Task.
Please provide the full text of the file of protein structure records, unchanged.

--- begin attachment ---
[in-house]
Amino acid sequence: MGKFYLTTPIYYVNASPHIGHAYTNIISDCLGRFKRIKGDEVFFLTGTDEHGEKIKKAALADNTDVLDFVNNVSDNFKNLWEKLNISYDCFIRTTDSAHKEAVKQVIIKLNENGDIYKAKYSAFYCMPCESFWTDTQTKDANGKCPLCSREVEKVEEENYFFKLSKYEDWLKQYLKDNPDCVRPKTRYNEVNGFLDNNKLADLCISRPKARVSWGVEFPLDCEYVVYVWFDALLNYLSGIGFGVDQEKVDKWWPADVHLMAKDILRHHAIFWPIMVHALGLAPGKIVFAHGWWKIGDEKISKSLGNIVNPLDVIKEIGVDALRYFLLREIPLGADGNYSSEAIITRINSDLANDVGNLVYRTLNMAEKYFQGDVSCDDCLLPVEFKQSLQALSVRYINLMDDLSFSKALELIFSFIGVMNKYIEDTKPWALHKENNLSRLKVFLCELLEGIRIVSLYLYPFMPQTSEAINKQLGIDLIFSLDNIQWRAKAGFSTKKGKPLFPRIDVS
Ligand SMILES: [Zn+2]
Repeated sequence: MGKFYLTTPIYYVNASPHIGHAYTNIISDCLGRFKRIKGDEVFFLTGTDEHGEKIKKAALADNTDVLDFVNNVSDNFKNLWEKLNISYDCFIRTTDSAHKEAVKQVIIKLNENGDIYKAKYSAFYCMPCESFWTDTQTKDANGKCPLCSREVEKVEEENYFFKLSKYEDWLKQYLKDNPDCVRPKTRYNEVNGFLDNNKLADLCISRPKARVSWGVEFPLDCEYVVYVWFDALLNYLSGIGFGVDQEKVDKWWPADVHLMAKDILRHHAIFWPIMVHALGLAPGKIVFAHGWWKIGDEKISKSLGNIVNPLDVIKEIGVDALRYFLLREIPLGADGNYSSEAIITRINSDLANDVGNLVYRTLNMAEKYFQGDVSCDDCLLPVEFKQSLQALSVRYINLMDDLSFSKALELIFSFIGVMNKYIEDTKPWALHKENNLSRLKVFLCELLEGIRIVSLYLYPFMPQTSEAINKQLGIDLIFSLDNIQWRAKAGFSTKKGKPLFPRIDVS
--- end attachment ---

[in-house]
Amino acid sequence: MGKFYLTTPIYYVNASPHIGHAYTNIISDCLGRFKRIKGDEVFFLTGTDEHGEKIKKAALADNTDVLDFVNNVSDNFKNLWEKLNISYDCFIRTTDSAHKEAVKQVIIKLNENGDIYKAKYSAFYCMPCESFWTDTQTKDANGKCPLCSREVEKVEEENYFFKLSKYEDWLKQYLKDNPDCVRPKTRYNEVNGFLDNNKLADLCISRPKARVSWGVEFPLDCEYVVYVWFDALLNYLSGIGFGVDQEKVDKWWPADVHLMAKDILRHHAIFWPIMVHALGLAPGKIVFAHGWWKIGDEKISKSLGNIVNPLDVIKEIGVDALRYFLLREIPLGADGNYSSEAIITRINSDLANDVGNLVYRTLNMAEKYFQGDVSCDDCLLPVEFKQSLQALSVRYINLMDDLSFSKALELIFSFIGVMNKYIEDTKPWALHKENNLSRLKVFLCELLEGIRIVSLYLYPFMPQTSEAINKQLGIDLIFSLDNIQWRAKAGFSTKKGKPLFPRIDVS
Ligand SMILES: [Zn+2]
Repeated sequence: MGKFYLTTPIYYVNASPHIGHAYTNIISDCLGRFKRIKGDEVFFLTGTDEHGEKIKKAALADNTDVLDFVNNVSDNFKNLWEKLNISYDCFIRTTDSAHKEAVKQVIIKLNENGDIYKAKYSAFYCMPCESFWTDTQTKDANGKCPLCSREVEKVEEENYFFKLSKYEDWLKQYLKDNPDCVRPKTRYNEVNGFLDNNKLADLCISRPKARVSWGVEFPLDCEYVVYVWFDALLNYLSGIGFGVDQEKVDKWWPADVHLMAKDILRHHAIFWPIMVHALGLAPGKIVFAHGWWKIGDEKISKSLGNIVNPLDVIKEIGVDALRYFLLREIPLGADGNYSSEAIITRINSDLANDVGNLVYRTLNMAEKYFQGDVSCDDCLLPVEFKQSLQALSVRYINLMDDLSFSKALELIFSFIGVMNKYIEDTKPWALHKENNLSRLKVFLCELLEGIRIVSLYLYPFMPQTSEAINKQLGIDLIFSLDNIQWRAKAGFSTKKGKPLFPRIDVS